Ex-football player who admitted beating gay man to death found not guilty of murder
Former Virginia Tech football player Isimemen Etute, who admitted to beating a gay man to death after he posed as a woman on Tinder, has been found not guilty of murder.
Etute, who was 18 at the time, first connected with 40-year-old Jerry Paul Smith on Tinder, where Smith said he was a 21-year-old emergency room doctor named Angie Renee.
Although some have referred to Smith as a trans woman, family members identified him as a gay man.
At a three-day trial which began on Wednesday (25 May) at Montgomery County Circuit Court in Christiansburg, Virginia, a jury heard how Etute and Smith met up on 10 April 2021, and Smith performed oral sex on the football player.
However, Etute returned to Smith’s apartment in May because Etute wanted to determine whether Smith was a man or a woman.
Once there, his friends waited outside while Etute entered the apartment, and the confrontation turned physical, resulting in Smith’s death. Etute was later charged with second-degree murder.
According to The Roanoke Times, state medical examiner Dr Amy Tharp and forensic detective Mike Czernicki gave expert testimony at the trial, detailing Smith’s injuries discovered via autopsy, and the jury was showed photos of his body at the crime scene.
The experts told the court that almost every bone in Smith’s face was broken, multiple teeth had been knocked out, there was bleeding and swelling in his brain, and frothy liquid was coming out of his mouth from inhaling his own blood. The impression of a shoe was also discovered on his face.
The defence argued that Isimemen Etute was the ‘real victim’
While the prosecution said that the “brutal beating” easily met the level of malice required for a second-degree murder conviction, Isimemen Etute’s lawyer insisted that he was acting in self-defence, as Smith had reached towards his bed, where a knife was later found.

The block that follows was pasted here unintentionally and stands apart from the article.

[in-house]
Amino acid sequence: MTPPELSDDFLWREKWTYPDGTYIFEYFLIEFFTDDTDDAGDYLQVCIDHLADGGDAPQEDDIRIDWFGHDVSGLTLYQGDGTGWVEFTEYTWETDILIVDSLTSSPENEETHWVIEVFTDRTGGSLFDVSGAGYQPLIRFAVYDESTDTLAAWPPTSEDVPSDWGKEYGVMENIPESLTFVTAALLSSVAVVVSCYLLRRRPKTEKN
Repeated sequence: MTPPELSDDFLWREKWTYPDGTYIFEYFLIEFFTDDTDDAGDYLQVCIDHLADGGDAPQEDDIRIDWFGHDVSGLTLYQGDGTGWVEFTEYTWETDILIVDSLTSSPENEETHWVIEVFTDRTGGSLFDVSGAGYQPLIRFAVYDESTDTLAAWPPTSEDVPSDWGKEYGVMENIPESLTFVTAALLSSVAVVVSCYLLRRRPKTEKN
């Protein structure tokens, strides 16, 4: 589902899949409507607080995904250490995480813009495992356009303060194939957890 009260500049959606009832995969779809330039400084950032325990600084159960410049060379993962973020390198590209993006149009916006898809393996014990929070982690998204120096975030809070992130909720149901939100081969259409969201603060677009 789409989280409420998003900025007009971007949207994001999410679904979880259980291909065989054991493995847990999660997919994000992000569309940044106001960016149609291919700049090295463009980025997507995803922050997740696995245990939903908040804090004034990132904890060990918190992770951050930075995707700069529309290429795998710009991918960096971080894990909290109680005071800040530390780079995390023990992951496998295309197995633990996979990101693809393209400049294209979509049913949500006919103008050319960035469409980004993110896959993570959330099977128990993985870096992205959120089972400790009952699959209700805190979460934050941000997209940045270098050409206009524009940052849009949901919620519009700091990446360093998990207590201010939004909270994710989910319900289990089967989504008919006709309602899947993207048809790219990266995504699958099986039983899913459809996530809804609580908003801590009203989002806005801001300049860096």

Etute testified that he believed Smith was reaching for a gun, although he did not mention this fact when initially questioned by police last year.
The defence painted Smith as an “evil man” who was guilty of a “wicked sexual ruse”, and insisted that Etute was the “real victim”, adding that Smith’s actions would have amounted to sexual battery under Virginia law.
Etute told the court: “I felt violated. I was just in shock, in disbelief that someone tricked me and lied to me.”
After three hours of deliberation, a jury found him not guilty, and he was able to walk free.
On 1 July 2021, a month after Smith’s death, the state of Virginia passed a bill banning the gay and trans panic defence, a defence in murder cases based on the “panic” a defendant felt upon finding out that a victim was LGBTQ+.
However the judge ruled that because the bill was passed after the crime took place, it could not be applied to Etute’s case.
Etute’s lawyers insisted that whether or not the ban was applied would not have altered the outcome of the case.
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